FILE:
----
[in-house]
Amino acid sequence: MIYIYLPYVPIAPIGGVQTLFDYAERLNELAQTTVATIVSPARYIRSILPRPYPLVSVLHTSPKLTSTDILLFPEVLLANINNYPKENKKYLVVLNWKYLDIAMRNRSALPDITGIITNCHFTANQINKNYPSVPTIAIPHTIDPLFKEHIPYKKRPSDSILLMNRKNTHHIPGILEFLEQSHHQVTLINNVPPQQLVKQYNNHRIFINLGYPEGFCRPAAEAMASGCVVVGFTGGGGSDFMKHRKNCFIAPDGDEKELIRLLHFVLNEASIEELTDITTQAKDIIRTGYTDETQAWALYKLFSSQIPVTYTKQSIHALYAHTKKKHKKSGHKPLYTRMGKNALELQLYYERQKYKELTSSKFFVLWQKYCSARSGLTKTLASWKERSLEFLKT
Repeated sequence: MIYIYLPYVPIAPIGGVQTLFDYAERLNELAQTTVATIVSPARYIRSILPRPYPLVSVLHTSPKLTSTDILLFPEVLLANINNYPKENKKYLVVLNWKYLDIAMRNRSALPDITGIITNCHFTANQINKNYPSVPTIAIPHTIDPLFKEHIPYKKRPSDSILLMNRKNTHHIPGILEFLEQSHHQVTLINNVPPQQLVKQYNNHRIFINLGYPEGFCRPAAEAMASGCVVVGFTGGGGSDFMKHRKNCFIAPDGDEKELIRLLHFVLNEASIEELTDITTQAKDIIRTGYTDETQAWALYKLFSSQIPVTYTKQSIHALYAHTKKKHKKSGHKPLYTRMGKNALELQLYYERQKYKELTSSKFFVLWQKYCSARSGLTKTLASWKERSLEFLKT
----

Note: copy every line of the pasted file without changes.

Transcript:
[in-house]
Amino acid sequence: MIYIYLPYVPIAPIGGVQTLFDYAERLNELAQTTVATIVSPARYIRSILPRPYPLVSVLHTSPKLTSTDILLFPEVLLANINNYPKENKKYLVVLNWKYLDIAMRNRSALPDITGIITNCHFTANQINKNYPSVPTIAIPHTIDPLFKEHIPYKKRPSDSILLMNRKNTHHIPGILEFLEQSHHQVTLINNVPPQQLVKQYNNHRIFINLGYPEGFCRPAAEAMASGCVVVGFTGGGGSDFMKHRKNCFIAPDGDEKELIRLLHFVLNEASIEELTDITTQAKDIIRTGYTDETQAWALYKLFSSQIPVTYTKQSIHALYAHTKKKHKKSGHKPLYTRMGKNALELQLYYERQKYKELTSSKFFVLWQKYCSARSGLTKTLASWKERSLEFLKT
Repeated sequence: MIYIYLPYVPIAPIGGVQTLFDYAERLNELAQTTVATIVSPARYIRSILPRPYPLVSVLHTSPKLTSTDILLFPEVLLANINNYPKENKKYLVVLNWKYLDIAMRNRSALPDITGIITNCHFTANQINKNYPSVPTIAIPHTIDPLFKEHIPYKKRPSDSILLMNRKNTHHIPGILEFLEQSHHQVTLINNVPPQQLVKQYNNHRIFINLGYPEGFCRPAAEAMASGCVVVGFTGGGGSDFMKHRKNCFIAPDGDEKELIRLLHFVLNEASIEELTDITTQAKDIIRTGYTDETQAWALYKLFSSQIPVTYTKQSIHALYAHTKKKHKKSGHKPLYTRMGKNALELQLYYERQKYKELTSSKFFVLWQKYCSARSGLTKTLASWKERSLEFLKT